Trichet: First of all, we have noted some improvement in the situation. It is clear that week after week we see indications that are a little bit more encouraging than the previous ones. I cannot anticipate what our next staff projections are likely to be: I will comment on them to you in a month’s time. There is a certain probability that the confirmation provided by these better hard data and soft data will permit us to be a little bit more optimistic. I see that this was the case for the European Commission, and it is the case for a number of private sector organisations. But I remain prudent and cautious. As you have seen, we have had signs that are very encouraging recently, for instance the PMI for services, the manufacturing PMI last Monday and yesterday. Today we have the retail sales figures for September, which are less encouraging. I have always said that we have to be cautious and prudent, and that we probably have a bumpy road ahead of us. So, I think we have to remain cautious, even if there is a probability that we will have confirmation over the last half of this year that we are in positive territory. We will see what next year brings. That chapter has not yet been written. I would say that it depends on our capacity to improve the confidence of households and of enterprises, at the euro area level, but also at the European Union level and at the global level. We try to do all that we can to contribute to this improvement and to this better level of confidence in all constituencies. And I think that the people of Europe know that this is what is driving our decisions.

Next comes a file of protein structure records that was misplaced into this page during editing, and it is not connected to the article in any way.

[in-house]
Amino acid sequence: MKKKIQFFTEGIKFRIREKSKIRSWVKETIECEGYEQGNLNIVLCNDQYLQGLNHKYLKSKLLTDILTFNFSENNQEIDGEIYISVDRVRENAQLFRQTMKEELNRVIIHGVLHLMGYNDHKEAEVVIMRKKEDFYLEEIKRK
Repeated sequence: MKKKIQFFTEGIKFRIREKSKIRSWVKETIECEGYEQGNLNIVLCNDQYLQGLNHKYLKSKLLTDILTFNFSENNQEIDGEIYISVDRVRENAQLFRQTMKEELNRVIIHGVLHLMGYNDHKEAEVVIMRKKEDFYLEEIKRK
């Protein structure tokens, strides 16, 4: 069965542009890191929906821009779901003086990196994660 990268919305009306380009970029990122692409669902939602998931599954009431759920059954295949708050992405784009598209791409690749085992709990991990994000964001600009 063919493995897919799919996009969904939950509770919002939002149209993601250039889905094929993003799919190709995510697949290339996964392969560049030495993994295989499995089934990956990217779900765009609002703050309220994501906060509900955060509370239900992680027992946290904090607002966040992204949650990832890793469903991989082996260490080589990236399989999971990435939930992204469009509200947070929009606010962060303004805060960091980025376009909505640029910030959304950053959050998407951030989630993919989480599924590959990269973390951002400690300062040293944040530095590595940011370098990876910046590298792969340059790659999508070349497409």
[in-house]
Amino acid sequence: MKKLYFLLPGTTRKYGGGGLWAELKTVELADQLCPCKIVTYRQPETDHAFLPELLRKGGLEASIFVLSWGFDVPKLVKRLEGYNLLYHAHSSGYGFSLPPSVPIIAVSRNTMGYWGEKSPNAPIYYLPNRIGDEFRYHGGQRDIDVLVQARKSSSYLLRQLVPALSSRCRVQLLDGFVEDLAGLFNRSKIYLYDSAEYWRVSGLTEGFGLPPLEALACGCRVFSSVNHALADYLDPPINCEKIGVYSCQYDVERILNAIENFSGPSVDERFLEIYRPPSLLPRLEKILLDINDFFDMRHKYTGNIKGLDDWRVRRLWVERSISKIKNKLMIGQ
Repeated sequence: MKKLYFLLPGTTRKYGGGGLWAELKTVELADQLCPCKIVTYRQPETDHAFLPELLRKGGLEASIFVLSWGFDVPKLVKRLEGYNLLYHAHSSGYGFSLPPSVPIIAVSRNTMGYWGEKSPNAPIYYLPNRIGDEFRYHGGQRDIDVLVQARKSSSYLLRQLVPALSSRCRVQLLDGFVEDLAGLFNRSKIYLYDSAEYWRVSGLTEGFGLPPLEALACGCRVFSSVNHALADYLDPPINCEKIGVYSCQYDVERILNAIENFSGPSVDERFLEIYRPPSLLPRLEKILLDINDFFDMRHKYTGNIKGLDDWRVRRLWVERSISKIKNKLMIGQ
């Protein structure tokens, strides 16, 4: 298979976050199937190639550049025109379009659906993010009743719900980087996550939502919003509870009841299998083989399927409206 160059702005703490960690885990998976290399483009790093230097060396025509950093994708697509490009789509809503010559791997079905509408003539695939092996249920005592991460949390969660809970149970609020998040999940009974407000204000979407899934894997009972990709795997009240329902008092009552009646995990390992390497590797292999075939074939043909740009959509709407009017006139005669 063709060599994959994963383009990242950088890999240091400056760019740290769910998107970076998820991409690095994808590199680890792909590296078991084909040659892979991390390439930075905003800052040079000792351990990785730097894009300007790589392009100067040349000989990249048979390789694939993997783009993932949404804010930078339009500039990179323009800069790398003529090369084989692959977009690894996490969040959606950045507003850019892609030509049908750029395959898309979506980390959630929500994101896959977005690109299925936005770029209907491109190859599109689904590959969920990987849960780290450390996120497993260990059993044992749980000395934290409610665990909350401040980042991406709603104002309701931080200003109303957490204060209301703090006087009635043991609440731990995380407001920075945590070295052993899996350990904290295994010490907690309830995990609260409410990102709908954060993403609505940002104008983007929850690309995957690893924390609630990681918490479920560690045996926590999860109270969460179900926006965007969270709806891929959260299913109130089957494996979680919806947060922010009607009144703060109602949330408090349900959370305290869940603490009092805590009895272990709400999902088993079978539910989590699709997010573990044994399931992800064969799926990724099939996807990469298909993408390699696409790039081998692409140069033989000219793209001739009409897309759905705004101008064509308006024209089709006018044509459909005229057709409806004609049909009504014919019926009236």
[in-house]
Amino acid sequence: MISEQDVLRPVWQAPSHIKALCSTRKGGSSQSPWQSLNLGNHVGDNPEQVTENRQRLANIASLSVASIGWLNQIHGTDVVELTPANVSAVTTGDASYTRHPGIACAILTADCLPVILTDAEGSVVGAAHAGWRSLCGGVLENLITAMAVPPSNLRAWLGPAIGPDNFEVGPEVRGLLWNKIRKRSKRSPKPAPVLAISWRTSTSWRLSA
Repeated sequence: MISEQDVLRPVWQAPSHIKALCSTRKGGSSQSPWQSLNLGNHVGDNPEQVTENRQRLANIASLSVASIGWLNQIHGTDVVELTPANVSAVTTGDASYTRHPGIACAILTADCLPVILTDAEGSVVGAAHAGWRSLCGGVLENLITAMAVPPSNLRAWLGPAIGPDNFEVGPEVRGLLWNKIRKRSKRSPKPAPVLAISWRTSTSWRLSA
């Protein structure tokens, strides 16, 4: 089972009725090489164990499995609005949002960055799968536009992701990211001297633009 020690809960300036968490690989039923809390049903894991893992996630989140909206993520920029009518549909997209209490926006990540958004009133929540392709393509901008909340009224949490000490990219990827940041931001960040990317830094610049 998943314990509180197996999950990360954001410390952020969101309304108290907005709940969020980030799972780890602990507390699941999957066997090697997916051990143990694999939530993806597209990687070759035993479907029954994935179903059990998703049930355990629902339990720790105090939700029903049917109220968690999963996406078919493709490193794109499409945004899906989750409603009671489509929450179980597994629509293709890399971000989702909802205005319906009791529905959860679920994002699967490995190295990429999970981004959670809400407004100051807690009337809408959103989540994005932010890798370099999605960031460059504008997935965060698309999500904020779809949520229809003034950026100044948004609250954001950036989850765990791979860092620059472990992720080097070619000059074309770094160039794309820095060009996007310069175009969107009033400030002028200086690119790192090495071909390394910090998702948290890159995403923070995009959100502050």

As regards your second question, the risks that are associated with our enhanced credit support measures are those you mentioned. But we concentrate very much, as you know, on the risks to price stability. We consider that the anchoring of inflation expectations has been a major asset for the ECB over this period. A major asset because it permits us to reassure people in the medium and long term, to tell them: “your purchasing power will be protected in the medium and long term”. This is extremely important for confidence, but it also worked extremely well to prevent the materialisation of deflationary risks. We were very happy to have this very solid anchoring, which helped us in the heat of the crisis. We will follow all aspects of the situation very carefully, and of course the market functioning. We will be gradual in our progressive phasing-out. We will do that in a timely and gradual fashion. But again, we will have a rendezvous in a month’s time.
As regards your question on the tax cuts: we are transmitting our message on fiscal policy very clearly to all countries of the euro area without exception, including, of course, the particular country that you mentioned – which, by the way, is not necessarily in the worst situation as regards the figures. So we do, of course, have a message for that country as regards tax cuts and the appropriate timing of tax cuts. We also have a strong message for all other countries, including those which have at present worse figures. There are a number of countries for which this is the case. Just to mention big countries, you certainly have France, you certainly have Spain. And we know, of course, that there are also other countries which are in a situation which is even worse. Again, it is an issue for the euro area as a whole, and we have exactly the same message for all, even if not all are in exactly the same situation. They all have to take into account the fact that a credible strategy for medium-term sustainability is absolutely of the essence and in their own interest to foster recovery. And that is something that we will say tirelessly, because I am not sure that it is fully understood that this is part of the necessary condition for the recovery.